Start with comfortable questions, then go to threatening questions.

If you find out they don't want to live any more, you ring their parents (if an adult), or admit them to the hospital. If they walk out, see the crisis team.

GPs identifying psychological distress

  • It is argued that a GP's ability to make accurate ratings of psychological

distress is partly determined by the rate at which patients emit cues that are indicative of such distress. This study addresses the behaviours of doctors which influence the rates at which patients emit such cues. Consultations were videotaped involving 6 GP Vocational Trainees (3 poor & 3 able identifiers of emotional illness). Consultations were selected so that each trainee was rated interviewing 4 patients with low GHQ scores, & 4 patients with high scores. Behaviours are described which lead to  cue emission & which are also practised more frequently by able identifiers, while other behaviours  cue emission & are practised less frequently by them. Another set of behaviours is no more frequent among the able identifiers, but when practised by able identifiers is associated with  cue emission by the patients, & when practised by poor identifiers with unaltered or  cue emission. Interviews that are 'patient- led' are associated with  rates of cue emission, while those that are 'doctor-led' are associated with  rates. Implications of these findings for training doctors working in general medical settings are discussed.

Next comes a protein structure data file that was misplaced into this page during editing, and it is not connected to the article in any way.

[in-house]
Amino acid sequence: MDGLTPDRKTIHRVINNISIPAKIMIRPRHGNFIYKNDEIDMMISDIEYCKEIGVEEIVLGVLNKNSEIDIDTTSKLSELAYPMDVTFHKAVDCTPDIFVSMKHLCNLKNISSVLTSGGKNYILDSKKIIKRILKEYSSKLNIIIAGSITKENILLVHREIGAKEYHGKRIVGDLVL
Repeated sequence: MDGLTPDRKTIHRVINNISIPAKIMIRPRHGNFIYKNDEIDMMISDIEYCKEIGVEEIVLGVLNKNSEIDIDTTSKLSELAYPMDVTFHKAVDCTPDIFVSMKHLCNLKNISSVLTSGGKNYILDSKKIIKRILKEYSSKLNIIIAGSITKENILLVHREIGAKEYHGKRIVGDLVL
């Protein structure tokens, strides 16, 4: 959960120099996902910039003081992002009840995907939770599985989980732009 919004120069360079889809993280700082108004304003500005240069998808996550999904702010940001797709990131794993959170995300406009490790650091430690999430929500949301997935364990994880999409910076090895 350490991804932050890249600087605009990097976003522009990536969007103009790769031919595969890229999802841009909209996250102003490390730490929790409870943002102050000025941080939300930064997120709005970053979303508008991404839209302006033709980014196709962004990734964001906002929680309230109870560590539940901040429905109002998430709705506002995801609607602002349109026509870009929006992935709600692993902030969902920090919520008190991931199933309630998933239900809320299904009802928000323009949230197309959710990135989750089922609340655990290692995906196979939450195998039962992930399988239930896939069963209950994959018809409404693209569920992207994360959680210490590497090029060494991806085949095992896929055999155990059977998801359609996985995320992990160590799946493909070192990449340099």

• Basically, patient-led interviews have increased cue emission, but doctor-led interviews decrease cue emission. Don't appear rushed to the patient.

Making job easier

  • Efficiency
  • Learning to interrupt
  • Control the interview
  • Patient compliance and satisfaction

Class exercise 2: (good doctor)

  • Divide into groups of 3 (i.e. 2 with observer)
  • Demonstration of good communication taking over where we left off with depressed woman (broaching idea of depression & Rx)
  • Identify as many elements of good communication

Why might communicating with patients with depression/anxiety be challenging?